Accompanied by her son, Lady Rookwood, on quitting the chamber of the dead, returned to her own room. She then renewed all her arguments; had recourse to passionate supplications--to violent threats, but without effect. Ranulph maintained profound silence. Passion, as it ever doth, defeated its own ends; and Lady Rookwood, seeing the ill effect her anger would probably produce, gradually softened the asperity of her manner, and suffered him to depart.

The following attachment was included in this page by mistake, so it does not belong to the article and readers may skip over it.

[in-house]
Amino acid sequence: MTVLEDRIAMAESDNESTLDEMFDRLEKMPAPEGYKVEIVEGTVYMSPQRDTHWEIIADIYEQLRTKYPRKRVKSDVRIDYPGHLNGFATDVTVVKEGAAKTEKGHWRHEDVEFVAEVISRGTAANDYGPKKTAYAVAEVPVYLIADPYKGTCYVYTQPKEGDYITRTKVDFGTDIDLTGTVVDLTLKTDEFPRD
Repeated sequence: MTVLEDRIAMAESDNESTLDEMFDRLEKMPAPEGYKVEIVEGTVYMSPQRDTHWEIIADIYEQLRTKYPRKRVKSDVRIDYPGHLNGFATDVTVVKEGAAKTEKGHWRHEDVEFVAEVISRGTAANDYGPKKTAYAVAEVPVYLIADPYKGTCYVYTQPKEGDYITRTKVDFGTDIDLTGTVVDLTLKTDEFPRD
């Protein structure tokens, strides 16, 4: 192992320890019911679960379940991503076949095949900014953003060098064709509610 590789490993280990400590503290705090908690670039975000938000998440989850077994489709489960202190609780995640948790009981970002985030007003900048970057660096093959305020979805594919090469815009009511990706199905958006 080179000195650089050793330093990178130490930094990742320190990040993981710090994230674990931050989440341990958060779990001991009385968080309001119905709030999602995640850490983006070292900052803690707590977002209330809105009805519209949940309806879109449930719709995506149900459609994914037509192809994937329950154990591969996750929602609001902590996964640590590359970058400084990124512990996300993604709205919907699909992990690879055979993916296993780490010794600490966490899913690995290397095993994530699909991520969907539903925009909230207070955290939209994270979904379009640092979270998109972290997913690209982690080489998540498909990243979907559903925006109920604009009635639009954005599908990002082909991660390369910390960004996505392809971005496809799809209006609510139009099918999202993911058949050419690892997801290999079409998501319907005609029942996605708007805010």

Left to herself, and to the communings of her own troubled spirit, her fortitude, in a measure, forsook her, under the pressure of the difficulties by which she was environed. There was no plan she could devise--no scheme adopt, unattended with peril. She must act alone--with promptitude and secrecy.